Sunday, June 26, 2011
Julia Glass, THE WHOLE WORLD OVER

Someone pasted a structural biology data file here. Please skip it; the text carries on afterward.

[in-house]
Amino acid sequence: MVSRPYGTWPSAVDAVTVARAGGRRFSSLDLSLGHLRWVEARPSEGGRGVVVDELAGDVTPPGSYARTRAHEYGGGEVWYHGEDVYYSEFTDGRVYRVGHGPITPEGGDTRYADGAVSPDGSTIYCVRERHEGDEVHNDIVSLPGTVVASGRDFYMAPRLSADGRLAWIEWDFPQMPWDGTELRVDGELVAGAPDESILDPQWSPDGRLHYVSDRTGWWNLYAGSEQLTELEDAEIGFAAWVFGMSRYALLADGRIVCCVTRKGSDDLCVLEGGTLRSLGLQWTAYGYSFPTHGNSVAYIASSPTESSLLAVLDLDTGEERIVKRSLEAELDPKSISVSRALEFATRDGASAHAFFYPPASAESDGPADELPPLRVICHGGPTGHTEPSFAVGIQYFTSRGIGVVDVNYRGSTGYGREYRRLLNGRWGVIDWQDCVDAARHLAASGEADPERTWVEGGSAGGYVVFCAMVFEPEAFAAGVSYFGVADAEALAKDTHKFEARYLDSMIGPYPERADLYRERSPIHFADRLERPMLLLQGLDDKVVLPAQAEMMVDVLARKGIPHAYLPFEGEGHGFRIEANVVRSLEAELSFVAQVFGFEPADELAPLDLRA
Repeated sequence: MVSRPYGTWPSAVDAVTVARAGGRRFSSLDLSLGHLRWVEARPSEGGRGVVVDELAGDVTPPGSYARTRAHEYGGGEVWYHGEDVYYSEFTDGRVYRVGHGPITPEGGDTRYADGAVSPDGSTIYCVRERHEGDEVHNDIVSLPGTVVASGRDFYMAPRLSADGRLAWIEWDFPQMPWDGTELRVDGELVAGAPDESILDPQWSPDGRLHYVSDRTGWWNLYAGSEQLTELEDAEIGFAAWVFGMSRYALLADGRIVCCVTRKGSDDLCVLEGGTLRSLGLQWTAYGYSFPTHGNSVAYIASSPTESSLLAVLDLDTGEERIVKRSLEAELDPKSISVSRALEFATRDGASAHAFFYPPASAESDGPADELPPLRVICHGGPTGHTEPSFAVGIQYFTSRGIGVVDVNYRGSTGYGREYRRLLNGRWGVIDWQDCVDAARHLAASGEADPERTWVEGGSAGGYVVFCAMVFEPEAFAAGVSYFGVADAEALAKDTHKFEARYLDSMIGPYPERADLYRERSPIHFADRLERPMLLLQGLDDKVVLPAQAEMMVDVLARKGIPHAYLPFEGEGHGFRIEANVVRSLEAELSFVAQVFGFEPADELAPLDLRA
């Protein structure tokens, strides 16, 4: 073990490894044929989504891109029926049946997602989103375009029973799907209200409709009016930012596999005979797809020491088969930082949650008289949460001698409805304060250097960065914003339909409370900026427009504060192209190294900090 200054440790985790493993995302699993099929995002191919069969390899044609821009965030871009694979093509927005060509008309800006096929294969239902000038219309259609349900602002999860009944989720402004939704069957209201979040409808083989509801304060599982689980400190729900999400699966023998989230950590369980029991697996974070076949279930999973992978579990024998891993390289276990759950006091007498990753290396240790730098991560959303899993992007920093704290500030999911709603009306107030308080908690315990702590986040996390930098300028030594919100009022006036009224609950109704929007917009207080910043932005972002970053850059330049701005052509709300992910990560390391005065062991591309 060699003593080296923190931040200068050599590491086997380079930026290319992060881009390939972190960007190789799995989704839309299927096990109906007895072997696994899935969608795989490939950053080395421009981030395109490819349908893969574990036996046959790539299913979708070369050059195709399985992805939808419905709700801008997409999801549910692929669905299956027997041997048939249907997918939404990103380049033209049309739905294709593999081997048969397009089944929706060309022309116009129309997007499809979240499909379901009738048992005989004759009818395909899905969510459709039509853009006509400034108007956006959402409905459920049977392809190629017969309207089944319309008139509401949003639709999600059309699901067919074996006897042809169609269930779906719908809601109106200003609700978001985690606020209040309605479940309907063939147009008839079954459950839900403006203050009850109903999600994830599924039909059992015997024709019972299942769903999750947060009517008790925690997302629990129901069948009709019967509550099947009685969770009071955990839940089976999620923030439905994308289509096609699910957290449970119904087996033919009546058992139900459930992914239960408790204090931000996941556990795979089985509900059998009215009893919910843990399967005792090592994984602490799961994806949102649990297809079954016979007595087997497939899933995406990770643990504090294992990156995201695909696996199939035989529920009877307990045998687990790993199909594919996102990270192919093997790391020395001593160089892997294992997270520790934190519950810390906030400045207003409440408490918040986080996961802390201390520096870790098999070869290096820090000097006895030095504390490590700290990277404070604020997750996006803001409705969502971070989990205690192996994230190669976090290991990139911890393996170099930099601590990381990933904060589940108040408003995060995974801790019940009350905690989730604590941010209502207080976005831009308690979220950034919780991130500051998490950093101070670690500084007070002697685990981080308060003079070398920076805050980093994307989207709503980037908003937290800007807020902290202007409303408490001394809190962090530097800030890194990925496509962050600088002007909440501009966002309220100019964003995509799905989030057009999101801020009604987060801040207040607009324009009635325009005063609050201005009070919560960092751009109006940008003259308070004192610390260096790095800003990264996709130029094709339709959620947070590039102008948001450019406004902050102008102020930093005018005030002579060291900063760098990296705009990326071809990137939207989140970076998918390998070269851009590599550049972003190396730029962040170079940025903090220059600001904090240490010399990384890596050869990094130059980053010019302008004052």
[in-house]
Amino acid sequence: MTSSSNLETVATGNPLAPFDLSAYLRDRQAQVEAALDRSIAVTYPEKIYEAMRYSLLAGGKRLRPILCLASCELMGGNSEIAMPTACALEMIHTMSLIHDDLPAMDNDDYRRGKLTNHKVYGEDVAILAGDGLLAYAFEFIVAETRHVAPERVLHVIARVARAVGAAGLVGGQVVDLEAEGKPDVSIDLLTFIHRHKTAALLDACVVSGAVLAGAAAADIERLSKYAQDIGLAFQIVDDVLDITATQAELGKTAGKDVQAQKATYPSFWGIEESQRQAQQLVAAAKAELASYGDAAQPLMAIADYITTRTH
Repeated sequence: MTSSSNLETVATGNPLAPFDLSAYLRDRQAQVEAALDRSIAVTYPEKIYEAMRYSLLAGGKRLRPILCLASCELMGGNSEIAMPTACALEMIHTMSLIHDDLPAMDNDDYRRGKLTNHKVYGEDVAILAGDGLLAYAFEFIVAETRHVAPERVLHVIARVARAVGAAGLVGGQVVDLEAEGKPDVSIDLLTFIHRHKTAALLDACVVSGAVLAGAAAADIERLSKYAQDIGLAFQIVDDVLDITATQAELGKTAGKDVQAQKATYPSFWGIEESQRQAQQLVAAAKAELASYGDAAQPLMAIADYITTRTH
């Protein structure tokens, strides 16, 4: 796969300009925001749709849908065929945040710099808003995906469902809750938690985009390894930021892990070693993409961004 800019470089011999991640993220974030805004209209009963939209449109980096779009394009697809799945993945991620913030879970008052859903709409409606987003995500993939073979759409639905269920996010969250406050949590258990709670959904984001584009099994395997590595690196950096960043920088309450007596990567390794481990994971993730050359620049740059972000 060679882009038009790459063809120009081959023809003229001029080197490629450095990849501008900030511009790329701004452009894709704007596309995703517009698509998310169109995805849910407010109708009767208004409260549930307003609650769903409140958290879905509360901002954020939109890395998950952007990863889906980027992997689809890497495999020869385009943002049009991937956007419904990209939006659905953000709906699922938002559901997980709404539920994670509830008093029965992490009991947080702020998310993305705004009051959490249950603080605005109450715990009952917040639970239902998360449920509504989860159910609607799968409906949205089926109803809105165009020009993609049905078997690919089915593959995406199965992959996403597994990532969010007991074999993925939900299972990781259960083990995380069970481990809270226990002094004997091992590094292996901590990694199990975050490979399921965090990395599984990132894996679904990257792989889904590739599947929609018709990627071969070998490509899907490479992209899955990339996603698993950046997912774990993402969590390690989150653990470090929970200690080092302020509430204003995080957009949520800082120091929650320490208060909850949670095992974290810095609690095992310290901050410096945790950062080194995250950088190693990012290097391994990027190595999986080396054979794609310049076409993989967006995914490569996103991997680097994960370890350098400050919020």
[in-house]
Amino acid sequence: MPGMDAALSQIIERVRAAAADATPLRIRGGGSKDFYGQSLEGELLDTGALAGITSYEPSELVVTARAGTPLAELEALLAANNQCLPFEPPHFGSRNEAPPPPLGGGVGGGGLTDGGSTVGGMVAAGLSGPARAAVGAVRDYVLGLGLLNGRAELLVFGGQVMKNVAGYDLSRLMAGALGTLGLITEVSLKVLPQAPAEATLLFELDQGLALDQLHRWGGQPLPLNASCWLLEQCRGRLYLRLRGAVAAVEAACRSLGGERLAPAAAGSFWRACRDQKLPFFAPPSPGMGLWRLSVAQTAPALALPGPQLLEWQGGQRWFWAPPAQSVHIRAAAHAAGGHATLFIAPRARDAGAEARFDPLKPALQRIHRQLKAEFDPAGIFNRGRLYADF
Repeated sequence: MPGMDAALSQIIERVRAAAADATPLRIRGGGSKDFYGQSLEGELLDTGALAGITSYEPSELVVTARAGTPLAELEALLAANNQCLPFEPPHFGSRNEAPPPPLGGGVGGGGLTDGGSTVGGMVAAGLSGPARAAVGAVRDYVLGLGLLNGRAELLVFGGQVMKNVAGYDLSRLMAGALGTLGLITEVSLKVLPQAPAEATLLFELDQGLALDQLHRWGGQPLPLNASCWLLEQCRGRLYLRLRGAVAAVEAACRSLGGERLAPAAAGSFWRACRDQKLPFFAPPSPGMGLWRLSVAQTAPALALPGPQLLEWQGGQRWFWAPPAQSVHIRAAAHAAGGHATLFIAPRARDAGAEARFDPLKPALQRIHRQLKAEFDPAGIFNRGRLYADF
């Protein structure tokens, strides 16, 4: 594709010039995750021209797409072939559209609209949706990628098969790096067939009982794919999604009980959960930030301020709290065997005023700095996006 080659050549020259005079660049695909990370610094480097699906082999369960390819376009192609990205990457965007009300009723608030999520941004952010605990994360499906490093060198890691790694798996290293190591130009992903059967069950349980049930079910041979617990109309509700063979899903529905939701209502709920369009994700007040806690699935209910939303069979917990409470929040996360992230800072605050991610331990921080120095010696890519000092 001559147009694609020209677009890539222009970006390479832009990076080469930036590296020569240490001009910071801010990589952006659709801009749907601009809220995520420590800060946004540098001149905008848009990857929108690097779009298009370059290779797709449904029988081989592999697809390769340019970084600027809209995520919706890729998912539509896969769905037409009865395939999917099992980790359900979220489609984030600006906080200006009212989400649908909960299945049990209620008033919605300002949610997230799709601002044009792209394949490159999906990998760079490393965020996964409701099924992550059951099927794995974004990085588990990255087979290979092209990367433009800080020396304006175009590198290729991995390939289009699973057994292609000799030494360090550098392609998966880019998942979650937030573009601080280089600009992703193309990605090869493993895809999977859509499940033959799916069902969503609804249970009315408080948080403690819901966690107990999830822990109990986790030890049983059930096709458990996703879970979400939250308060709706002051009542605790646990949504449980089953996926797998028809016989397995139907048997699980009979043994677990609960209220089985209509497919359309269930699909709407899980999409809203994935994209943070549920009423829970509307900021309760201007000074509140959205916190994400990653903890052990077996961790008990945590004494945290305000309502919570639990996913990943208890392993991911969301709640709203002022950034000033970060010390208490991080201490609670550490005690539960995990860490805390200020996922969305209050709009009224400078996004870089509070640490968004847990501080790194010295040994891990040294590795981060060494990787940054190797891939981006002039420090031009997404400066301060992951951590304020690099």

A beautifully crafted novel about the feelings and events and histories that bind people together. I found it interesting that Glass linked this book back to THREE JUNES through the character of Fenno. It's almost as if she created the link between those two novels to suggest (go meta? we do have a psychotherapist in this novel, named Alan) the ways that connections among people (characters) become apparent over time (through plot). In this novel, a group of about a dozen characters with seemingly disparate stories begin to forge connections--through an act of generosity such as helping to take care of a box of stray puppies, a common interest such as high-end cooking, a similar experience such as being a single adult wanting to adopt a child. Glass's characters are flawed but mostly kind, and though the book ends with 9/11 (the "crash" that brings together nearly everyone who survives) it's an optimistic novel. I loved how layered the novel is--there are references to everything from the lyrics to Broadway musicals to a dozen children's books to cooking recipes with esoteric spices. When I was in grad school they called this "intertextuality"--and I guess I see this novel drawing the links among all these texts as a metaphor for the links among these characters. Not that this is a novel with a message, but it's easy to take away the idea that we have only to look carefully (or be thrown into a particular situation) to see the connections.